In this Masterclass, Professor Sarah Churchwell traces the rhetorical history of the phrase America First from its emergence a century ago, through debates about isolationism, protectionism, and American exceptionalism, from the boom of the 1920s to the Depression of the 1930s, from the New Deal to the rise of European fascism, as America had to decide what side it would take in the fight between democracy and autocracy. The story of the role this expression has historically played in American political culture will explain a great deal about the schism dividing America today, and the increasingly fraught debates over the country’s meanings and values.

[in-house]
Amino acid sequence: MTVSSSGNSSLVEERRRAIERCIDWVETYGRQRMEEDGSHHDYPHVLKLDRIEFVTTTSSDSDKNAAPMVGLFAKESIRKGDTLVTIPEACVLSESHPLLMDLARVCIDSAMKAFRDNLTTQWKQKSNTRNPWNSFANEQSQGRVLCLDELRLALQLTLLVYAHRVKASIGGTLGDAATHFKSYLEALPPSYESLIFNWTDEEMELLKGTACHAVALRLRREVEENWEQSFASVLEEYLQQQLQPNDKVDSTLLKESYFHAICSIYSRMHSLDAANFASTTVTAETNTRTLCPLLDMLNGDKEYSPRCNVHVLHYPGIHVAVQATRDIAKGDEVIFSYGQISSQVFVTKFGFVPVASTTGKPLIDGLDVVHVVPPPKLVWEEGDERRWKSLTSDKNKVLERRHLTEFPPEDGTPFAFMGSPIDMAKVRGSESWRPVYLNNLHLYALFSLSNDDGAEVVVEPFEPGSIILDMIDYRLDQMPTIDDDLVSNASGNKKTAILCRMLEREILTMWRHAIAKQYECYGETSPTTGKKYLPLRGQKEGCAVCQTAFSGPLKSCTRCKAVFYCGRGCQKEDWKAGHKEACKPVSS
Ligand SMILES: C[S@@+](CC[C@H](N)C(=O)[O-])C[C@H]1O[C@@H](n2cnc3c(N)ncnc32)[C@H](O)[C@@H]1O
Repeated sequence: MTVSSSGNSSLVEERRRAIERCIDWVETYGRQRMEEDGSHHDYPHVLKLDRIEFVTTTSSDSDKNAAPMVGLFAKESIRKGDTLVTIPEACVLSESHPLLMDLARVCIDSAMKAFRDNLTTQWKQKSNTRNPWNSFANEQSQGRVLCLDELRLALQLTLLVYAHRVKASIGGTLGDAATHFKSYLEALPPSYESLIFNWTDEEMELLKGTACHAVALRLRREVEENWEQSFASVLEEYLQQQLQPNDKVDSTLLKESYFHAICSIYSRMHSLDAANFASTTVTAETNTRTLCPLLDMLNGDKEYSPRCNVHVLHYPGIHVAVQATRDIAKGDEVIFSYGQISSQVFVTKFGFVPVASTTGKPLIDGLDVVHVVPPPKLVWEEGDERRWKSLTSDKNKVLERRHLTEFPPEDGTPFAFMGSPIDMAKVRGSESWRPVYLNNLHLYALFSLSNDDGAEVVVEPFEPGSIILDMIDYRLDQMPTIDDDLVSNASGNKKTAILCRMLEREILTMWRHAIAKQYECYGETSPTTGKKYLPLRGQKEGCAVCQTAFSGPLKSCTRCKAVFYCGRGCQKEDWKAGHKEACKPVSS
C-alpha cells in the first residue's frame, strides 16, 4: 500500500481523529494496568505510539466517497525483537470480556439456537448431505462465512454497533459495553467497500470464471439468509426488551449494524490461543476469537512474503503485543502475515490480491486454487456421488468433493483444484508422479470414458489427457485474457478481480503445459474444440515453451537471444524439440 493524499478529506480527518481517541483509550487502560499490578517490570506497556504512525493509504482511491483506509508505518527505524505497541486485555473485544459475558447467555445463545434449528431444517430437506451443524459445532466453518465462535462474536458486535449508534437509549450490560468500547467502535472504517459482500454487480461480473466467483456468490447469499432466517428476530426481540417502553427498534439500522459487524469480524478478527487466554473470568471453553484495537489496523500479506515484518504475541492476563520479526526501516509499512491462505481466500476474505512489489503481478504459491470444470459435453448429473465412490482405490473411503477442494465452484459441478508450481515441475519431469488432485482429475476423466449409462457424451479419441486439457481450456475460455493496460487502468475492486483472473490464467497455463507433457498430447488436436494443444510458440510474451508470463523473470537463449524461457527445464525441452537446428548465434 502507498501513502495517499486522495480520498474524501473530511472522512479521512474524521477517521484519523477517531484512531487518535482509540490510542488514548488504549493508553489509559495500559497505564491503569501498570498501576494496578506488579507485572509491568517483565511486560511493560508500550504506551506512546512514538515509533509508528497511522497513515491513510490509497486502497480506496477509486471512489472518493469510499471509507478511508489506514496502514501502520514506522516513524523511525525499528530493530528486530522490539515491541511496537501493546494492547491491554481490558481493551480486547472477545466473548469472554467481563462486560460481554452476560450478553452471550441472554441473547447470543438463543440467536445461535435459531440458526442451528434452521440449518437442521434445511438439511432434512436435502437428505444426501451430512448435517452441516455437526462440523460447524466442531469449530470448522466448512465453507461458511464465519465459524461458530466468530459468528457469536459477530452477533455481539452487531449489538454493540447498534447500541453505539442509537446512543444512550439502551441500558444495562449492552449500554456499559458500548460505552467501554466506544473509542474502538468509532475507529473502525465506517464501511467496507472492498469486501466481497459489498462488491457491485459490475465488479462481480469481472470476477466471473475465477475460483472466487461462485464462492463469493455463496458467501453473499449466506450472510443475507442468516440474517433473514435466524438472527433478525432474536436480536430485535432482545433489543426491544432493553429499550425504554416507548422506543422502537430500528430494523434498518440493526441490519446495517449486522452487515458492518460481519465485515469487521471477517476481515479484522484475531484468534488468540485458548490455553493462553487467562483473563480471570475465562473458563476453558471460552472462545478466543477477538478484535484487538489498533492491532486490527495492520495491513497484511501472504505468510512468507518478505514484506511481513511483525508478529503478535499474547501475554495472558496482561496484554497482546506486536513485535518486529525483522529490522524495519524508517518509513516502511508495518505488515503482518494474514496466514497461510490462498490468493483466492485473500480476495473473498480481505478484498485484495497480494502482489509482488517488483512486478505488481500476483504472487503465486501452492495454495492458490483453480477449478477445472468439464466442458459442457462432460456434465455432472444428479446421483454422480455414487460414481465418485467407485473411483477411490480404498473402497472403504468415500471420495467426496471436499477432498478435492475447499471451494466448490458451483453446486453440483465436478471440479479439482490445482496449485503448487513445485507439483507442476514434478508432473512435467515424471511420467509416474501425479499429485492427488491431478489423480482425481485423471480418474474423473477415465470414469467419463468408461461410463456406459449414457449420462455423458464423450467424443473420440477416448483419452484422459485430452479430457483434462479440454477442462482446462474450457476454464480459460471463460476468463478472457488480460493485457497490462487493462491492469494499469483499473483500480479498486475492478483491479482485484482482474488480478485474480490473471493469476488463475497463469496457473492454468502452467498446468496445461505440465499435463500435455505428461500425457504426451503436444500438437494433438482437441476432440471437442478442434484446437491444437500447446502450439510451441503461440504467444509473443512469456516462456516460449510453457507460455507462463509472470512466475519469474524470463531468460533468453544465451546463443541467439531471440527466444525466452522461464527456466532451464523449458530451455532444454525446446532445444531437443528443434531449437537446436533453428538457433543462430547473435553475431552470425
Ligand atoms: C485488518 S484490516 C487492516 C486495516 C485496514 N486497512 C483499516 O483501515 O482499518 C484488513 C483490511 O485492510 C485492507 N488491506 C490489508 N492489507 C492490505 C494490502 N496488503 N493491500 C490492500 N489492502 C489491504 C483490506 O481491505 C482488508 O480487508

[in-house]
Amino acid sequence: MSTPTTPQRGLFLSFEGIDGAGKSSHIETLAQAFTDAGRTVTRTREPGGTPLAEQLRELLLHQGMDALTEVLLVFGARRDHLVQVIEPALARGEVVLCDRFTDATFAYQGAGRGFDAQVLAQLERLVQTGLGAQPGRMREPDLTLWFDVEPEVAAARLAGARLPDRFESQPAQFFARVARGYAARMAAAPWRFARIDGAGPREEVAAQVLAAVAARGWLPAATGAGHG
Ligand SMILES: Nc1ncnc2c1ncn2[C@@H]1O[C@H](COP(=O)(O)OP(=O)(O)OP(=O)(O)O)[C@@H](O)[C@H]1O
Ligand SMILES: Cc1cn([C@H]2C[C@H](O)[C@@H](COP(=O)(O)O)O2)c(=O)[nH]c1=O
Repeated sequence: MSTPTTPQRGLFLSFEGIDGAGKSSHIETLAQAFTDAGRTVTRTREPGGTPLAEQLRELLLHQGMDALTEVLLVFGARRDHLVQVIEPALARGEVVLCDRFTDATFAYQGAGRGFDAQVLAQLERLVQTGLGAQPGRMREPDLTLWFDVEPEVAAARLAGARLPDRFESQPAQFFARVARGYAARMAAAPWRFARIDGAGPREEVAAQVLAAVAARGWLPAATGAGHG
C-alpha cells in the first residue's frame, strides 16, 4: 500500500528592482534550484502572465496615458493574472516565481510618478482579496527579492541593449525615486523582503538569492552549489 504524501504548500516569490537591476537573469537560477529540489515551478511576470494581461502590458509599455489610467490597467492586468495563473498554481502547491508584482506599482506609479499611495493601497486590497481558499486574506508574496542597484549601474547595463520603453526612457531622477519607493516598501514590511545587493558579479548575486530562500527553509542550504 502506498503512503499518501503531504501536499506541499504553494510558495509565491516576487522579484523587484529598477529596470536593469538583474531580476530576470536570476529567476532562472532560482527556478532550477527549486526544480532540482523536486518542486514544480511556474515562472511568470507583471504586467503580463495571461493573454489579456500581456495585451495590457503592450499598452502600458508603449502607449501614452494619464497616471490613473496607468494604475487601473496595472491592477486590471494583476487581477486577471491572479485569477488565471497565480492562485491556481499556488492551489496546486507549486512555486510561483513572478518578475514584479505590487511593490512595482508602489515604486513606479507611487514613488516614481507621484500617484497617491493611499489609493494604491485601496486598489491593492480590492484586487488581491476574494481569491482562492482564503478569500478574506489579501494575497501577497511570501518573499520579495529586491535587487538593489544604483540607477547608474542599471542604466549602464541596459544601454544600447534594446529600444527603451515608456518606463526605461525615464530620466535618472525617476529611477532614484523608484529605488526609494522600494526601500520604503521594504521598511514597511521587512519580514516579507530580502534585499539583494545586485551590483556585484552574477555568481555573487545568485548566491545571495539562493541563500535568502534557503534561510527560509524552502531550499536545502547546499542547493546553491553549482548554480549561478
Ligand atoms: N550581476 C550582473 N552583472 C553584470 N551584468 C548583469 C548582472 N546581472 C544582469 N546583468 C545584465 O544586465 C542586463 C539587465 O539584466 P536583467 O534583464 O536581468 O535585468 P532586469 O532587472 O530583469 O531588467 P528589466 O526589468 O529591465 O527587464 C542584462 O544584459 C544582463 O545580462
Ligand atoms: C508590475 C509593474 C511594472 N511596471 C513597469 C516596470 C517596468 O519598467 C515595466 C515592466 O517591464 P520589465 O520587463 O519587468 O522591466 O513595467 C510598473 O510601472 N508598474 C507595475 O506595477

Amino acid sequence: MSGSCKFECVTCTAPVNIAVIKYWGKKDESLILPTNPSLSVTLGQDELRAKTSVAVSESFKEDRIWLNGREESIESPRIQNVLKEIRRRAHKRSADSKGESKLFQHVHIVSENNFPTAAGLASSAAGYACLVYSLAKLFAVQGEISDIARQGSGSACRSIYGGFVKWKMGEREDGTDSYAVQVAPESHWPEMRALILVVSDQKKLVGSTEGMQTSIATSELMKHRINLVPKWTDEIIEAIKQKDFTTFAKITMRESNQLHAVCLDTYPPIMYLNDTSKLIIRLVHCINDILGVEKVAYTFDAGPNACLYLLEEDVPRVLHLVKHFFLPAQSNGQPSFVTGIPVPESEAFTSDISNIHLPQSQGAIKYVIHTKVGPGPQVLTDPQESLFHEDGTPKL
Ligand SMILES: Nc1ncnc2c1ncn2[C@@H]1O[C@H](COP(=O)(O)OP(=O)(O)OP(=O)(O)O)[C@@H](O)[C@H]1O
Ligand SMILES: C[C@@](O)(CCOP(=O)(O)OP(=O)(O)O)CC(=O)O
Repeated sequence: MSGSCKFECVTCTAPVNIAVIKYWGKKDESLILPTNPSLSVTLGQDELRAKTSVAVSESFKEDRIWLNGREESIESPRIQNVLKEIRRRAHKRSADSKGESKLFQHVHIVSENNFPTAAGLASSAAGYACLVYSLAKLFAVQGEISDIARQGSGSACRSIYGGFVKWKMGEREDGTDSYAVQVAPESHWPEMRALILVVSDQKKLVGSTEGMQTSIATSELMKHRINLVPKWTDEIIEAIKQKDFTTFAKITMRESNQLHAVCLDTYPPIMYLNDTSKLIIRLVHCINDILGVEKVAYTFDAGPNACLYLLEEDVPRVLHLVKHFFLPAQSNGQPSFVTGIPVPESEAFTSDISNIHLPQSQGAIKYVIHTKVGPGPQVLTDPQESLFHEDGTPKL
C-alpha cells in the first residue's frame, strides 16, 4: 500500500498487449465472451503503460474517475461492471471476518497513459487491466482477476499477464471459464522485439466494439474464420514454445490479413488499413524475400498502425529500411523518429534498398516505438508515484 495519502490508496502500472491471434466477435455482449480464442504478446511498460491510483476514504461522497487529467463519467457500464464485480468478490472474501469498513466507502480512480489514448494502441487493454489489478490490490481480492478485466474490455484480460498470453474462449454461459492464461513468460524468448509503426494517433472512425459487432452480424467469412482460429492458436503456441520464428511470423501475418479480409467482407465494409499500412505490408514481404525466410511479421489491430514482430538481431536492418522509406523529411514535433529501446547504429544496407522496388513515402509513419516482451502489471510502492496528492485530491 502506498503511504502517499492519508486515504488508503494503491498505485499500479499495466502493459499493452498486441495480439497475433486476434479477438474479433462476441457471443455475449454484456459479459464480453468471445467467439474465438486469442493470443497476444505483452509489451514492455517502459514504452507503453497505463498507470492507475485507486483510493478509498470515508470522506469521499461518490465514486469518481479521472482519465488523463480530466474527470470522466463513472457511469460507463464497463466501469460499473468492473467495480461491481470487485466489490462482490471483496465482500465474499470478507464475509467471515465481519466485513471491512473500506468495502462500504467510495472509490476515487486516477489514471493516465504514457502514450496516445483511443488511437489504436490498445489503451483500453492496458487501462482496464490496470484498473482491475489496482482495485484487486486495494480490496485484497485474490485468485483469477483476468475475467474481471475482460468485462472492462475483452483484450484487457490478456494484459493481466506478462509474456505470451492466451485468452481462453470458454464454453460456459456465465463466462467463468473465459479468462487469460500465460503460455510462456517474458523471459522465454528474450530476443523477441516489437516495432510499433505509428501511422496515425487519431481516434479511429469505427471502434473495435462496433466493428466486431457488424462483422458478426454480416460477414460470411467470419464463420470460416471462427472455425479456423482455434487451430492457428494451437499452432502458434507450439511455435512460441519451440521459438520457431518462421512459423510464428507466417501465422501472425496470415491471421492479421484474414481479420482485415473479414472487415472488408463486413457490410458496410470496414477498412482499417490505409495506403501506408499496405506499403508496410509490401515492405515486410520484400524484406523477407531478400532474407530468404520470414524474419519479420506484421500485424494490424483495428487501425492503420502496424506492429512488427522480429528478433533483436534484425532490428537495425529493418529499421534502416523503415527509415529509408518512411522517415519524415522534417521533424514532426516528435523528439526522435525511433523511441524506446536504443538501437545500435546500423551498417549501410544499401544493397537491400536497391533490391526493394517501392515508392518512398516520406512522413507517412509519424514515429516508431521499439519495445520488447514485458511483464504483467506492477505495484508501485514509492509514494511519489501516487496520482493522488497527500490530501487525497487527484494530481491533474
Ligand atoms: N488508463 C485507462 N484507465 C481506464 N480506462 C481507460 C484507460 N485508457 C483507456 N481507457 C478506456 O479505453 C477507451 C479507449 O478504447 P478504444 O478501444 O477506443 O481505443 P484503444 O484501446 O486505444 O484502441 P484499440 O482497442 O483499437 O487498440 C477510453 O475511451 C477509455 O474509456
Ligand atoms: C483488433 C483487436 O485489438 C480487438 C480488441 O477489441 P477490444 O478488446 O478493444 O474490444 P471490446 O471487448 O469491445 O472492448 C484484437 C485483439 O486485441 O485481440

Sarah Churchwell is Professor of American Literature and Chair of Public Understanding of the Humanities at the School of Advanced Study, University of London. She is the author of Careless People: Murder, Mayhem and The Invention of The Great Gatsby and The Many Lives of Marilyn Monroe. Her literary journalism has appeared widely in newspapers including the Guardian, New Statesman, Financial Times, Times Literary Supplement, Prospect and New York Times Book Review, and she comments regularly on arts, culture, and politics for television and radio, where appearances include Question Time, Newsnight and The Review Show. She has judged many literary prizes, including the 2014 Man Booker Prize, and she was a co-winner of the 2015 Eccles British Library Writer’s Award. In 2017 she is one of the judges of the Baillie Gifford Prize for nonfiction. Her new book, about the history of the American Dream and America First, will be published by Bloomsbury in 2018.
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